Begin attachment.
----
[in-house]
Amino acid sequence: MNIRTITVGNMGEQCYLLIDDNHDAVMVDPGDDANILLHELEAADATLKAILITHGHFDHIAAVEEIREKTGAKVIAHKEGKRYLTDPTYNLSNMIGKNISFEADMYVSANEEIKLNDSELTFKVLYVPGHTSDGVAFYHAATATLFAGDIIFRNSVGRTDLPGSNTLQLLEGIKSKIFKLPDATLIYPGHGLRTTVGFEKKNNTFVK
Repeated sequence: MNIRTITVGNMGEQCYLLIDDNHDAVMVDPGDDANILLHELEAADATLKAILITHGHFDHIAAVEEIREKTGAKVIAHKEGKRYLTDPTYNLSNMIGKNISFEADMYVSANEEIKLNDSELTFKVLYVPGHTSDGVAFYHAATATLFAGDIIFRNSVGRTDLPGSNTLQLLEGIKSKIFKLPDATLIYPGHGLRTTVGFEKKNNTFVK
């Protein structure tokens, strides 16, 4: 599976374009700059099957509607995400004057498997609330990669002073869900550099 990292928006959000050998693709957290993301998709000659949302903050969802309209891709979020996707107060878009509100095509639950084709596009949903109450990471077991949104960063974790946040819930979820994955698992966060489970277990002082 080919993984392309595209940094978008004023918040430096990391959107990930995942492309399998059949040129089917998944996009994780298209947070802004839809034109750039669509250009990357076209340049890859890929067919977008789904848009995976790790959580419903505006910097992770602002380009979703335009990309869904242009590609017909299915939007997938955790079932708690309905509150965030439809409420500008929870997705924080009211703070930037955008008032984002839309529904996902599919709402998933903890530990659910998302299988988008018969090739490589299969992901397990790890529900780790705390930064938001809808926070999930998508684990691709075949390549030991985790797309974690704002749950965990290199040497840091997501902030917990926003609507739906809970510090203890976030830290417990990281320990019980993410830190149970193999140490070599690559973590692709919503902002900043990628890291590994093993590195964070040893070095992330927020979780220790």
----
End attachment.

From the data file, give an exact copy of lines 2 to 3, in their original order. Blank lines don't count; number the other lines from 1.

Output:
Amino acid sequence: MNIRTITVGNMGEQCYLLIDDNHDAVMVDPGDDANILLHELEAADATLKAILITHGHFDHIAAVEEIREKTGAKVIAHKEGKRYLTDPTYNLSNMIGKNISFEADMYVSANEEIKLNDSELTFKVLYVPGHTSDGVAFYHAATATLFAGDIIFRNSVGRTDLPGSNTLQLLEGIKSKIFKLPDATLIYPGHGLRTTVGFEKKNNTFVK
Repeated sequence: MNIRTITVGNMGEQCYLLIDDNHDAVMVDPGDDANILLHELEAADATLKAILITHGHFDHIAAVEEIREKTGAKVIAHKEGKRYLTDPTYNLSNMIGKNISFEADMYVSANEEIKLNDSELTFKVLYVPGHTSDGVAFYHAATATLFAGDIIFRNSVGRTDLPGSNTLQLLEGIKSKIFKLPDATLIYPGHGLRTTVGFEKKNNTFVK